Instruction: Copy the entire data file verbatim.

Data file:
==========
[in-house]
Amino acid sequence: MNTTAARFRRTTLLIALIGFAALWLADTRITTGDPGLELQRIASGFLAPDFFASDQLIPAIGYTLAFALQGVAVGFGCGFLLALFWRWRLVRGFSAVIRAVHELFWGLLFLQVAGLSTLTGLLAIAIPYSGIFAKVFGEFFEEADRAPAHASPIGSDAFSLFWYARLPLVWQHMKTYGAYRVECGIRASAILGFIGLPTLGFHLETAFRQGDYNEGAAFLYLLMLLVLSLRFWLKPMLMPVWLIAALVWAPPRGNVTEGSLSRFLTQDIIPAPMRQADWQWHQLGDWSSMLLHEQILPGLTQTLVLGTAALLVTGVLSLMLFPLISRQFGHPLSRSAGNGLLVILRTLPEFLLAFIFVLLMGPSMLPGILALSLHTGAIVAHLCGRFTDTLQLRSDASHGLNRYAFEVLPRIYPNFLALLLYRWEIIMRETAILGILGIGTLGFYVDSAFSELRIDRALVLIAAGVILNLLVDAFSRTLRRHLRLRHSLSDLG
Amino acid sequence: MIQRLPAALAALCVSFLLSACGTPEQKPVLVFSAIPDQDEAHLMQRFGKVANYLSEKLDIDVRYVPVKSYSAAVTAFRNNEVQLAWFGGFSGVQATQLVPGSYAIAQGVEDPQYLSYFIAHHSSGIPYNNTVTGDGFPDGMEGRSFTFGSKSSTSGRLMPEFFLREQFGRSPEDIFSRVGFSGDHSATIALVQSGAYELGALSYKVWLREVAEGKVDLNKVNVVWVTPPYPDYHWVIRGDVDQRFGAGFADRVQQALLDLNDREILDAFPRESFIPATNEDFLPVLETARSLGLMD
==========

[in-house]
Amino acid sequence: MNTTAARFRRTTLLIALIGFAALWLADTRITTGDPGLELQRIASGFLAPDFFASDQLIPAIGYTLAFALQGVAVGFGCGFLLALFWRWRLVRGFSAVIRAVHELFWGLLFLQVAGLSTLTGLLAIAIPYSGIFAKVFGEFFEEADRAPAHASPIGSDAFSLFWYARLPLVWQHMKTYGAYRVECGIRASAILGFIGLPTLGFHLETAFRQGDYNEGAAFLYLLMLLVLSLRFWLKPMLMPVWLIAALVWAPPRGNVTEGSLSRFLTQDIIPAPMRQADWQWHQLGDWSSMLLHEQILPGLTQTLVLGTAALLVTGVLSLMLFPLISRQFGHPLSRSAGNGLLVILRTLPEFLLAFIFVLLMGPSMLPGILALSLHTGAIVAHLCGRFTDTLQLRSDASHGLNRYAFEVLPRIYPNFLALLLYRWEIIMRETAILGILGIGTLGFYVDSAFSELRIDRALVLIAAGVILNLLVDAFSRTLRRHLRLRHSLSDLG
Amino acid sequence: MIQRLPAALAALCVSFLLSACGTPEQKPVLVFSAIPDQDEAHLMQRFGKVANYLSEKLDIDVRYVPVKSYSAAVTAFRNNEVQLAWFGGFSGVQATQLVPGSYAIAQGVEDPQYLSYFIAHHSSGIPYNNTVTGDGFPDGMEGRSFTFGSKSSTSGRLMPEFFLREQFGRSPEDIFSRVGFSGDHSATIALVQSGAYELGALSYKVWLREVAEGKVDLNKVNVVWVTPPYPDYHWVIRGDVDQRFGAGFADRVQQALLDLNDREILDAFPRESFIPATNEDFLPVLETARSLGLMD